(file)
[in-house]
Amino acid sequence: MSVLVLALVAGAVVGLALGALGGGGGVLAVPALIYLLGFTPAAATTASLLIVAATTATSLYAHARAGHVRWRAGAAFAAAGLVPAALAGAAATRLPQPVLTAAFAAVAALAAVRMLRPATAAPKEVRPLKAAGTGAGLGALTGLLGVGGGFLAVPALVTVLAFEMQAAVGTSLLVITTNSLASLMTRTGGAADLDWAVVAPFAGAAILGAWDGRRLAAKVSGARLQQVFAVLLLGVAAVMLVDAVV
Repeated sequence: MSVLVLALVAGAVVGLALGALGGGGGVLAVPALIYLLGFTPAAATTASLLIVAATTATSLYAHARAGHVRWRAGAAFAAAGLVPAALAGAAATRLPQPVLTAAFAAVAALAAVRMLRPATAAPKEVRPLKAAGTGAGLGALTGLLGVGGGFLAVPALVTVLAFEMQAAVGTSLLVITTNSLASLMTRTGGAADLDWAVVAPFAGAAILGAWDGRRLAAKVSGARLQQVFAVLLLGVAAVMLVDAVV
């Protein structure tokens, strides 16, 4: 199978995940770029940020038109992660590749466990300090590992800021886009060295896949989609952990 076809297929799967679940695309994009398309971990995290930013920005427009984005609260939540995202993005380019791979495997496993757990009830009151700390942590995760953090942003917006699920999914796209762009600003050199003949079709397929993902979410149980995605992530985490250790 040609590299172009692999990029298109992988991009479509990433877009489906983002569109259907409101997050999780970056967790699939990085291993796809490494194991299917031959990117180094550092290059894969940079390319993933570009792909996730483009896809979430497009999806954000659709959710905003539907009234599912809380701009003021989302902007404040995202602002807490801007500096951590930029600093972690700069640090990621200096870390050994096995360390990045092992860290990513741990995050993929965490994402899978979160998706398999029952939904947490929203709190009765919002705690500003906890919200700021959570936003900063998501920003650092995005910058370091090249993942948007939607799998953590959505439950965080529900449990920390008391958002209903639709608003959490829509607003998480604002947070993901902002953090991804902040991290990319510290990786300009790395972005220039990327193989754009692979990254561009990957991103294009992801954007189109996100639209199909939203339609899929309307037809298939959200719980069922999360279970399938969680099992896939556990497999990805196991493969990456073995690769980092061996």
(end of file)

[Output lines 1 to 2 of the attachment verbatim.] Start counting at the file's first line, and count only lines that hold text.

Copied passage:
[in-house]
Amino acid sequence: MSVLVLALVAGAVVGLALGALGGGGGVLAVPALIYLLGFTPAAATTASLLIVAATTATSLYAHARAGHVRWRAGAAFAAAGLVPAALAGAAATRLPQPVLTAAFAAVAALAAVRMLRPATAAPKEVRPLKAAGTGAGLGALTGLLGVGGGFLAVPALVTVLAFEMQAAVGTSLLVITTNSLASLMTRTGGAADLDWAVVAPFAGAAILGAWDGRRLAAKVSGARLQQVFAVLLLGVAAVMLVDAVV